Charles Dharapak / AP
Republican presidential candidate Mitt Romney, accompanied by his Ann, address a crowd after they walked in the Fourth of July Parade in Wolfeboro, N.H., Wednesday. At right is son Craig Romney.
WOLFEBORO, N.H.-- Mitt Romney contradicted a top aide to his campaign and aligned himself instead with the Republican establishment in labeling the health care mandate a tax, not a penalty, as Democrats have contended.
"Now the Supreme Court has spoken and while I agreed with the dissent, that’s taken over by the fact that the majority of the court said it’s a tax," Romney said in an interview Wednesday with CBS. "Therefore it is a tax. They have spoken. There’s no way around that. You can try and say you wish they’d decided a different way, but they didn't. They concluded it’s a tax. That’s what it is."
Romney's description of the health care mandate as a tax aligns his position with that of GOP leaders, who have for days used the Supreme Court's majority decision upholding the law under Congress's taxation authority as a cudgel with which to attack Democrats and the president as having raised taxes.
Earlier this week, Romney senior adviser Eric Fehrnstrom took a position in an interview with NBC's Chuck Todd that the mandate should be labeled a fee or a penalty, not a tax, and repeating again that Romney agreed with the Supreme Court's dissenting opinion, written by Antonin Scalia, that the mandate should be considered a penalty or fee and would therefore be unconstitutional.
By stating that the mandate is indeed a tax, Romney can now join a chorus of Republican leaders in attacking the president for what he claims was breaking a central pledge of Obama's candidacy -- not to raise taxes on middle-income Americans. But in doing so, he opens himself up to a similar attack: that the mandate in the health care law he passed in Massachusetts was also a tax.
"The American people know that President Obama has broken the pledge he made," Romney said in the CBS interview. "He said he wouldn’t raise taxes on middle-income Americans."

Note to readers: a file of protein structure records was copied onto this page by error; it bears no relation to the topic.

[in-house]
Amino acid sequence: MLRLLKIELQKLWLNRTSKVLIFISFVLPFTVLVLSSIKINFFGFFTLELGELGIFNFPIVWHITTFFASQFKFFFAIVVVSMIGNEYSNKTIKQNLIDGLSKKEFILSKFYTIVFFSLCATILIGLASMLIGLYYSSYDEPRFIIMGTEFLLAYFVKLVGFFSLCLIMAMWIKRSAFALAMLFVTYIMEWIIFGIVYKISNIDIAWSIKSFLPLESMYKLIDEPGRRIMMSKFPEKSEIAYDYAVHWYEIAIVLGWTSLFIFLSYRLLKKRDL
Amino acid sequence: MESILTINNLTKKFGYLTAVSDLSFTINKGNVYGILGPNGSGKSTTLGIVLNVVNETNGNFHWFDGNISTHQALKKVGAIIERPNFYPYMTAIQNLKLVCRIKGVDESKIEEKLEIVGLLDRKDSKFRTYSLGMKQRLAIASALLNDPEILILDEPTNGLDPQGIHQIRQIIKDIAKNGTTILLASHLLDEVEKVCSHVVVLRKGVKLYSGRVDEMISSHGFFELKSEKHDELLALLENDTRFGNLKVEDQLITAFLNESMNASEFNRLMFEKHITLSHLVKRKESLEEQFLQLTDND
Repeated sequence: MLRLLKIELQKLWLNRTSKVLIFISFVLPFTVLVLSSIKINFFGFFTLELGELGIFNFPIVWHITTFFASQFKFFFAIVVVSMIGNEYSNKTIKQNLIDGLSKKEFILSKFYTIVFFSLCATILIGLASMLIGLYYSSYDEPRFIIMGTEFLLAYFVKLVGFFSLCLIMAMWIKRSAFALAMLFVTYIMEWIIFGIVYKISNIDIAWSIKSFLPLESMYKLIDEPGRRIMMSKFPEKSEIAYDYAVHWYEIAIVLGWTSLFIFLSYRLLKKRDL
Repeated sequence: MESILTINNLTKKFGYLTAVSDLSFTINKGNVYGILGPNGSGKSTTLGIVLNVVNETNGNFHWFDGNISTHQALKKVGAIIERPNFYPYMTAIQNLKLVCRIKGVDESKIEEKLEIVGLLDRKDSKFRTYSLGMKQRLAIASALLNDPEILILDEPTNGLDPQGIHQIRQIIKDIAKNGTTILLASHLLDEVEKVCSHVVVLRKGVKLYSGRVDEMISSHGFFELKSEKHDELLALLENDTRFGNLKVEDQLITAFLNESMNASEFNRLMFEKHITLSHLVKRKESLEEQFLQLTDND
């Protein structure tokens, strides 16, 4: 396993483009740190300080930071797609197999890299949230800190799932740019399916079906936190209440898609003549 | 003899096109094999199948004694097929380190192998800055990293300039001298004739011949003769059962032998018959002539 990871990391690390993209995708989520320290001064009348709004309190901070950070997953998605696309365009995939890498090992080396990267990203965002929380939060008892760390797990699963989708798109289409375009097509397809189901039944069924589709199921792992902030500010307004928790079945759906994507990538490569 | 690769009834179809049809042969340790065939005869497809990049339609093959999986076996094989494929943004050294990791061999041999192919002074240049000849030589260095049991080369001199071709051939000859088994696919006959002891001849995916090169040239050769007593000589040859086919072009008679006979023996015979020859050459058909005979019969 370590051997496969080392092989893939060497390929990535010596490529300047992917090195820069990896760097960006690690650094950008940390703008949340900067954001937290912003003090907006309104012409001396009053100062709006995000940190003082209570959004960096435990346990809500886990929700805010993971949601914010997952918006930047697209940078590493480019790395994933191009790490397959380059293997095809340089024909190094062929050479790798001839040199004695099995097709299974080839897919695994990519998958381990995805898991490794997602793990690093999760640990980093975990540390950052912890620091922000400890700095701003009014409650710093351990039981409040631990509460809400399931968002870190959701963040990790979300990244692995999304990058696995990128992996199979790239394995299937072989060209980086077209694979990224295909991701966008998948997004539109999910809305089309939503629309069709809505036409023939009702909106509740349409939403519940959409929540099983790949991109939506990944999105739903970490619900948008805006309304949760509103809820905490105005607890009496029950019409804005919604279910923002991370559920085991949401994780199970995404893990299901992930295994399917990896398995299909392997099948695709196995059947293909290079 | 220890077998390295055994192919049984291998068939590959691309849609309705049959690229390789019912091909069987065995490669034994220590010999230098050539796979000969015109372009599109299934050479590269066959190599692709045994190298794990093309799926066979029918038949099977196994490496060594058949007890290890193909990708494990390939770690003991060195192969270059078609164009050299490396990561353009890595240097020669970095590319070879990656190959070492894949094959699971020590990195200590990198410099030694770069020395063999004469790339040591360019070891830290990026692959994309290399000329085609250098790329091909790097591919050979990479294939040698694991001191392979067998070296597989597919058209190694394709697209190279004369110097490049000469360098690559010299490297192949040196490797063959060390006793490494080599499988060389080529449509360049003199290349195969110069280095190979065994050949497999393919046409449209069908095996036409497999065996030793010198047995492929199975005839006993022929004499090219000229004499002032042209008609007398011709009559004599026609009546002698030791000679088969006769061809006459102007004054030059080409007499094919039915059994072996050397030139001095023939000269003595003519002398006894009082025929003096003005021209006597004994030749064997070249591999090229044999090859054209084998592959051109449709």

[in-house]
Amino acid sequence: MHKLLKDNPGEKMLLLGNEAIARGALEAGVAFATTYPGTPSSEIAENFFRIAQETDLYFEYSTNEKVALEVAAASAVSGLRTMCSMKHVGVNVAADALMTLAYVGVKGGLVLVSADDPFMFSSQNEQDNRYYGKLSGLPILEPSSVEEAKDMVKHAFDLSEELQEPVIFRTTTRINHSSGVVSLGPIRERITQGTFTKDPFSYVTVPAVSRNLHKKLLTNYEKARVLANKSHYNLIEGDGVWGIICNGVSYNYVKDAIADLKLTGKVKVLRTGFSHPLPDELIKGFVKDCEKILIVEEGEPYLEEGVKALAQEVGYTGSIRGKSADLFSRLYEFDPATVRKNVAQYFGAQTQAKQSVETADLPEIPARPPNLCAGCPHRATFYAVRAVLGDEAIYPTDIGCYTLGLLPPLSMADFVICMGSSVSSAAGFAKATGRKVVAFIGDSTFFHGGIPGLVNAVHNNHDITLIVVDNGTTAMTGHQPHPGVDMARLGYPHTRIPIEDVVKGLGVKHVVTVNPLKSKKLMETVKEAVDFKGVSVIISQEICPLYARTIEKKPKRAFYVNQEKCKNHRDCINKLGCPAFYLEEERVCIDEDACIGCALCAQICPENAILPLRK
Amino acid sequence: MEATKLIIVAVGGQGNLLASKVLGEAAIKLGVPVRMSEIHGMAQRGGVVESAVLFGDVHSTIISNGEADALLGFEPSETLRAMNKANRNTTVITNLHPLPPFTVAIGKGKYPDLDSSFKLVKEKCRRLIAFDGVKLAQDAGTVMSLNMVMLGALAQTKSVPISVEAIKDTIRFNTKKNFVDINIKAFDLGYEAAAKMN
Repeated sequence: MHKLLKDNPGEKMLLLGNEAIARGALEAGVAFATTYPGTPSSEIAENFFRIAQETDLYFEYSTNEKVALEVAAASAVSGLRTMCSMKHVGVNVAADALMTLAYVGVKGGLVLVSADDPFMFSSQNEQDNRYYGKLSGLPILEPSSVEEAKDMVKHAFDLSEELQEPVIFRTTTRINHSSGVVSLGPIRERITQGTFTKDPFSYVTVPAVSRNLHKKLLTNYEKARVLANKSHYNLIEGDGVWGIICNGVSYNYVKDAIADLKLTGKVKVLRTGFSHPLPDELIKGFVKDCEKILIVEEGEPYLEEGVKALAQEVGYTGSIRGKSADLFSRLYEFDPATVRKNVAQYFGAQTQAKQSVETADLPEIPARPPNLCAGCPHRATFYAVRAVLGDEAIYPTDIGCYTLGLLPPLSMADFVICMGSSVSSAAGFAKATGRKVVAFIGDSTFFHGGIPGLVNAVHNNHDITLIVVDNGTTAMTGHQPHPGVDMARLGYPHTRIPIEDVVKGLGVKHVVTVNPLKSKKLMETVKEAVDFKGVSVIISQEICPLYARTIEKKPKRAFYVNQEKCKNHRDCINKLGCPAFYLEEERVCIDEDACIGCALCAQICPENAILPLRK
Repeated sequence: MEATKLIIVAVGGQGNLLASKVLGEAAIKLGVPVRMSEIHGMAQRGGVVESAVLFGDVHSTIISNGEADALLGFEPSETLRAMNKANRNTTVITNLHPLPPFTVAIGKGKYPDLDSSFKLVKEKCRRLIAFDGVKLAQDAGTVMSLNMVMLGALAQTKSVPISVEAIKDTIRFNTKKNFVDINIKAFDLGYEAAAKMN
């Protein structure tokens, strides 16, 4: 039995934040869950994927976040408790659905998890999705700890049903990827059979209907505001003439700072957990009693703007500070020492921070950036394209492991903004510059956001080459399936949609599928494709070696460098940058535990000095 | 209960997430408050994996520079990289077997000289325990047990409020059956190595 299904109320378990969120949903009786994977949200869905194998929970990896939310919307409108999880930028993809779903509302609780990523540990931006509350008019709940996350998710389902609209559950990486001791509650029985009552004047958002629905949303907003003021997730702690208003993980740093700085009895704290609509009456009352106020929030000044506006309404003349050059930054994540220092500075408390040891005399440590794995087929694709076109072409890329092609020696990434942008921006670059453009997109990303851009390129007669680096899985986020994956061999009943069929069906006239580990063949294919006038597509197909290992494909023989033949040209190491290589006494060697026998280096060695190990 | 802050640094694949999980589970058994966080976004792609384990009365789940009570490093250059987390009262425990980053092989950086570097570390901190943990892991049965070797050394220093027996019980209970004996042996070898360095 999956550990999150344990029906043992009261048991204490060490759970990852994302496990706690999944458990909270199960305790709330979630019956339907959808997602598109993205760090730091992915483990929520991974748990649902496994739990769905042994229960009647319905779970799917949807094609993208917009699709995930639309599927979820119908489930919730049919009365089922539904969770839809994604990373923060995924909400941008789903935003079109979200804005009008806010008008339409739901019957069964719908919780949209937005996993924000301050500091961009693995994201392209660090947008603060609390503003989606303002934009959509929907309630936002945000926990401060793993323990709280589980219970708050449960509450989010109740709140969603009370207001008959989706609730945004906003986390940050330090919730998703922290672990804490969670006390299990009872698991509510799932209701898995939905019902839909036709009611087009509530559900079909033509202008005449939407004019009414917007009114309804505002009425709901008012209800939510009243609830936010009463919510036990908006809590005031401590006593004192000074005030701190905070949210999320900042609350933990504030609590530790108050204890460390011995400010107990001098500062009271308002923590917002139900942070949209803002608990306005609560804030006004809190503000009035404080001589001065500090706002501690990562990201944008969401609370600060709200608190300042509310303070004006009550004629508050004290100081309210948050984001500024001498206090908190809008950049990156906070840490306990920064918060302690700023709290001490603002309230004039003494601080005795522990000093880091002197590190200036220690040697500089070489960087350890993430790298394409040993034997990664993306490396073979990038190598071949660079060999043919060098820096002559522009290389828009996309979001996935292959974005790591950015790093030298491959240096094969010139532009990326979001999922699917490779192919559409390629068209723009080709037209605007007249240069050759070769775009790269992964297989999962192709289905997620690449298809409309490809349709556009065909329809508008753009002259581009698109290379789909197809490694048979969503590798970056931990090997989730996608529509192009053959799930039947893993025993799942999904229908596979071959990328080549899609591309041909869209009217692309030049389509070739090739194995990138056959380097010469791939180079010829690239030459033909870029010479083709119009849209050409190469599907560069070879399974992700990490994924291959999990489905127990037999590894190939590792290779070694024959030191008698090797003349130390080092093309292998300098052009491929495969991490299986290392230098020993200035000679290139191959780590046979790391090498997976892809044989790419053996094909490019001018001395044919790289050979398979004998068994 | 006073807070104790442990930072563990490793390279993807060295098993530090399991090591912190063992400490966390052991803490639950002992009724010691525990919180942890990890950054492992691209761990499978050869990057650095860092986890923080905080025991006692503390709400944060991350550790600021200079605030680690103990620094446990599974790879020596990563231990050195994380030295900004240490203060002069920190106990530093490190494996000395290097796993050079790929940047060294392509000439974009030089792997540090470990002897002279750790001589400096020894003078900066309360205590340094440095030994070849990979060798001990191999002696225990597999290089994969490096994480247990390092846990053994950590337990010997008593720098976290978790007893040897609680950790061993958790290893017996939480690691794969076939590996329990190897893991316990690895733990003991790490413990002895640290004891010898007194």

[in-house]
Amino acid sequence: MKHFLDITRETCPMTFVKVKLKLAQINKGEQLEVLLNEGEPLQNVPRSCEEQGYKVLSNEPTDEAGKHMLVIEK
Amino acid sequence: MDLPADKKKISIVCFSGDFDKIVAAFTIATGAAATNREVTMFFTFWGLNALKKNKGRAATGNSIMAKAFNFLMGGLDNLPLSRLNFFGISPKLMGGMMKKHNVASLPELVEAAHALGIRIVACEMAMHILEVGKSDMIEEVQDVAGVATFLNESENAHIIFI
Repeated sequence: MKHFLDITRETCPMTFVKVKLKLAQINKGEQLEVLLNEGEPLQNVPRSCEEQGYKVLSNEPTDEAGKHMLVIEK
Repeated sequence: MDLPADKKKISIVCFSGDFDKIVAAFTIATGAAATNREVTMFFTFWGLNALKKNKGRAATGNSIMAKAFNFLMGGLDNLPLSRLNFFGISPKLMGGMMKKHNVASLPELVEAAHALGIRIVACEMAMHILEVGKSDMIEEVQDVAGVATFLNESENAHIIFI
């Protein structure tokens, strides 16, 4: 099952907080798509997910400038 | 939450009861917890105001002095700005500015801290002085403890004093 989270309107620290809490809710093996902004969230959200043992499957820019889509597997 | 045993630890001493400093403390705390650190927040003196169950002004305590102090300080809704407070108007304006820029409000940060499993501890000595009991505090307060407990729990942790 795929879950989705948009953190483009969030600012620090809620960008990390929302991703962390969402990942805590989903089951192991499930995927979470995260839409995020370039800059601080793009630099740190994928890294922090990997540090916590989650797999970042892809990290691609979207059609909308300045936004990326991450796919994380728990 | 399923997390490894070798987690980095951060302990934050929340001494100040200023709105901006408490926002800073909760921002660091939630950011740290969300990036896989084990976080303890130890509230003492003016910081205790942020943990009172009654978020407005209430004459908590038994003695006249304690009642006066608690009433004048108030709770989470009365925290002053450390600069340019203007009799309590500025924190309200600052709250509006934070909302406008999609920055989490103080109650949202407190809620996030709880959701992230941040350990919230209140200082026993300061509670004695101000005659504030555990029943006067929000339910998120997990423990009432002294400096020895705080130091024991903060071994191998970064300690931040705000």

President Obama greeted new US citizens at the White House on the Fourth of July, while Republican presidential candidate Mitt Romney addressed supporters in New Hampshire. NBC's Kristen Welker reports.
Wednesday morning's interview was Romney's first public appearance in several days, as the candidate took the weekend off to vacation at his summer home here on Lake Winnepesaukee. Romney was joined here by all five of his sons and their children, filling his lakeside compound to the brim with activity over several days of boating, volleyball and at least one meeting with top campaign aides on the house's back deck.
That meeting, attended by campaign manager Matt Rhoades and senior adviser Beth Myers, who heads Romney's vice presidential search effort, has fueled speculation that Romney may be close to picking a number two on the ticket.
Wednesday, Romney took part in the Wolfeboro Independence Day parade, along with most of his family and with Sen. Kelly Ayotte (R-NH), who is considered by many political analysts to be on Romney's vice presidential short list. If parade-goers were looking for clues to the candidate's intentions or to hear policy discussed, they may have come away disappointed.
Instead, the attitude along the parade route through Main street was patriotic and festive, with the candidate criss-crossing the street to shake hands with supporters, snap photos and guzzle lemonade from a roadside stand. At the parade's conclusion at Brewster Academy, which overlooks the lake, Romney praised the "fighting men and women around the world continue to inspire me," and gave brief remarks saluting America on her birthday.
"I love this country," Romney said. "I love the people who have built this country."